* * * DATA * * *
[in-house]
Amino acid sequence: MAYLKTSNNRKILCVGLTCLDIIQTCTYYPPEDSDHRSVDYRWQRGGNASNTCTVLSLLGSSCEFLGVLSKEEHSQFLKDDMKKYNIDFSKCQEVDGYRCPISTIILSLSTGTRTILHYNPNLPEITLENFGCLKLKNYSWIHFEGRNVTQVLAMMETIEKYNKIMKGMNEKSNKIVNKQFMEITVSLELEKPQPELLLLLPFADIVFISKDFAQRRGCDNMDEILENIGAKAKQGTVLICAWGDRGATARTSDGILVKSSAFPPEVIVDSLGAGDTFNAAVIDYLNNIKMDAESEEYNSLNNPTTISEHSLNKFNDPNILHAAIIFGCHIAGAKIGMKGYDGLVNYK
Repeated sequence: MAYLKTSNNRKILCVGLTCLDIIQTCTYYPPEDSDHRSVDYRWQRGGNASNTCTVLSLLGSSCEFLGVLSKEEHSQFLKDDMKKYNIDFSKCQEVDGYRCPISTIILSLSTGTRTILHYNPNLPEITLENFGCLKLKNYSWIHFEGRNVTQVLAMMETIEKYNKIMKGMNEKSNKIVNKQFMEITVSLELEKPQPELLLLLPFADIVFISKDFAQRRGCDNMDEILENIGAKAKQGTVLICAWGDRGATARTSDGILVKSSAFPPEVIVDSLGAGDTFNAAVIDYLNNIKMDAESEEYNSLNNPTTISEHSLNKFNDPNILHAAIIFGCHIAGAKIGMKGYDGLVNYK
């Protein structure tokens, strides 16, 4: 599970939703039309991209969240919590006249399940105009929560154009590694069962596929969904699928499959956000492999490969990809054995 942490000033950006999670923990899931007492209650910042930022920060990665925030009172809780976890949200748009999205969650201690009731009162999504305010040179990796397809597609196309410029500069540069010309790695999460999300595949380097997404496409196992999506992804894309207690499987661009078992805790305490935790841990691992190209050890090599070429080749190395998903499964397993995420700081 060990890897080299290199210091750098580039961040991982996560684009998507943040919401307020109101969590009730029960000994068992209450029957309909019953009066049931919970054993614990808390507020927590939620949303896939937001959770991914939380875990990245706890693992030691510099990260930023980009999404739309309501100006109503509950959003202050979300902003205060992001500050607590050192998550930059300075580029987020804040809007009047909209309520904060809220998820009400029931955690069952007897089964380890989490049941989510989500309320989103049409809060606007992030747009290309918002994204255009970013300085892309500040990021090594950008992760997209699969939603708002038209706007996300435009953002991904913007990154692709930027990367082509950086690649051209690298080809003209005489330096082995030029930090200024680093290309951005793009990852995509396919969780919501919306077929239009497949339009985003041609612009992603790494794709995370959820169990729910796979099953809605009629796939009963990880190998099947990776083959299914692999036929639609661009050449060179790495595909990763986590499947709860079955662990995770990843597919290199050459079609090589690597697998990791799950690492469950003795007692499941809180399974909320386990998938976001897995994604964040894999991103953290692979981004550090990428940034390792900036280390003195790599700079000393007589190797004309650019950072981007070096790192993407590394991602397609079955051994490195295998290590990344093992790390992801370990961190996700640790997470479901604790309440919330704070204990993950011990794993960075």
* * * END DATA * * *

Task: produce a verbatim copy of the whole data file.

[in-house]
Amino acid sequence: MAYLKTSNNRKILCVGLTCLDIIQTCTYYPPEDSDHRSVDYRWQRGGNASNTCTVLSLLGSSCEFLGVLSKEEHSQFLKDDMKKYNIDFSKCQEVDGYRCPISTIILSLSTGTRTILHYNPNLPEITLENFGCLKLKNYSWIHFEGRNVTQVLAMMETIEKYNKIMKGMNEKSNKIVNKQFMEITVSLELEKPQPELLLLLPFADIVFISKDFAQRRGCDNMDEILENIGAKAKQGTVLICAWGDRGATARTSDGILVKSSAFPPEVIVDSLGAGDTFNAAVIDYLNNIKMDAESEEYNSLNNPTTISEHSLNKFNDPNILHAAIIFGCHIAGAKIGMKGYDGLVNYK
Repeated sequence: MAYLKTSNNRKILCVGLTCLDIIQTCTYYPPEDSDHRSVDYRWQRGGNASNTCTVLSLLGSSCEFLGVLSKEEHSQFLKDDMKKYNIDFSKCQEVDGYRCPISTIILSLSTGTRTILHYNPNLPEITLENFGCLKLKNYSWIHFEGRNVTQVLAMMETIEKYNKIMKGMNEKSNKIVNKQFMEITVSLELEKPQPELLLLLPFADIVFISKDFAQRRGCDNMDEILENIGAKAKQGTVLICAWGDRGATARTSDGILVKSSAFPPEVIVDSLGAGDTFNAAVIDYLNNIKMDAESEEYNSLNNPTTISEHSLNKFNDPNILHAAIIFGCHIAGAKIGMKGYDGLVNYK
């Protein structure tokens, strides 16, 4: 599970939703039309991209969240919590006249399940105009929560154009590694069962596929969904699928499959956000492999490969990809054995 942490000033950006999670923990899931007492209650910042930022920060990665925030009172809780976890949200748009999205969650201690009731009162999504305010040179990796397809597609196309410029500069540069010309790695999460999300595949380097997404496409196992999506992804894309207690499987661009078992805790305490935790841990691992190209050890090599070429080749190395998903499964397993995420700081 060990890897080299290199210091750098580039961040991982996560684009998507943040919401307020109101969590009730029960000994068992209450029957309909019953009066049931919970054993614990808390507020927590939620949303896939937001959770991914939380875990990245706890693992030691510099990260930023980009999404739309309501100006109503509950959003202050979300902003205060992001500050607590050192998550930059300075580029987020804040809007009047909209309520904060809220998820009400029931955690069952007897089964380890989490049941989510989500309320989103049409809060606007992030747009290309918002994204255009970013300085892309500040990021090594950008992760997209699969939603708002038209706007996300435009953002991904913007990154692709930027990367082509950086690649051209690298080809003209005489330096082995030029930090200024680093290309951005793009990852995509396919969780919501919306077929239009497949339009985003041609612009992603790494794709995370959820169990729910796979099953809605009629796939009963990880190998099947990776083959299914692999036929639609661009050449060179790495595909990763986590499947709860079955662990995770990843597919290199050459079609090589690597697998990791799950690492469950003795007692499941809180399974909320386990998938976001897995994604964040894999991103953290692979981004550090990428940034390792900036280390003195790599700079000393007589190797004309650019950072981007070096790192993407590394991602397609079955051994490195295998290590990344093992790390992801370990961190996700640790997470479901604790309440919330704070204990993950011990794993960075």